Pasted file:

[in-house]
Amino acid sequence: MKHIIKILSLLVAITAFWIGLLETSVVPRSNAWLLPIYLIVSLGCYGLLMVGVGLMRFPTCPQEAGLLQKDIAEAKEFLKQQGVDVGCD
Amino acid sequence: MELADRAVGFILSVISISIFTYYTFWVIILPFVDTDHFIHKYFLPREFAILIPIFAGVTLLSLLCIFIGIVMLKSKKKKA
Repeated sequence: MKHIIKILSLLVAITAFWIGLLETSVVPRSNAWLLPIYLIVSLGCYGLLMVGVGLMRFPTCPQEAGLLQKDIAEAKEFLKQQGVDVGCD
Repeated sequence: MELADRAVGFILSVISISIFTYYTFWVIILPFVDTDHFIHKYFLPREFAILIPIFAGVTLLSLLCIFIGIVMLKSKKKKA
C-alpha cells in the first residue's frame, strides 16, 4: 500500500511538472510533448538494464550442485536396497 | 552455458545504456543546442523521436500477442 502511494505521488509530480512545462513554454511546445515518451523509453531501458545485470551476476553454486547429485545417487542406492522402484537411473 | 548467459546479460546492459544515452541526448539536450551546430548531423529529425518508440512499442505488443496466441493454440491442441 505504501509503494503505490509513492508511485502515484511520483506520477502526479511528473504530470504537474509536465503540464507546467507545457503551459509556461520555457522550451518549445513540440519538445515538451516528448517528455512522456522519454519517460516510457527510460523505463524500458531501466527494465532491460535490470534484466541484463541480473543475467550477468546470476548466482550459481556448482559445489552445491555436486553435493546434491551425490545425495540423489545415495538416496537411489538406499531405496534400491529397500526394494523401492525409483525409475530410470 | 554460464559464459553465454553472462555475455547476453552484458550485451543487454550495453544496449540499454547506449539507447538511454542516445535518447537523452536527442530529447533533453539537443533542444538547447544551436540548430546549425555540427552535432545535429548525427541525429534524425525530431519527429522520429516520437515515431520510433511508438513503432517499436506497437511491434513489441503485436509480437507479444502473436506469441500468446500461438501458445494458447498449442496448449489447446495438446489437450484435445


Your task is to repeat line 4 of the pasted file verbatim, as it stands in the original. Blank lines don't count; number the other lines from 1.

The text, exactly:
Repeated sequence: MKHIIKILSLLVAITAFWIGLLETSVVPRSNAWLLPIYLIVSLGCYGLLMVGVGLMRFPTCPQEAGLLQKDIAEAKEFLKQQGVDVGCD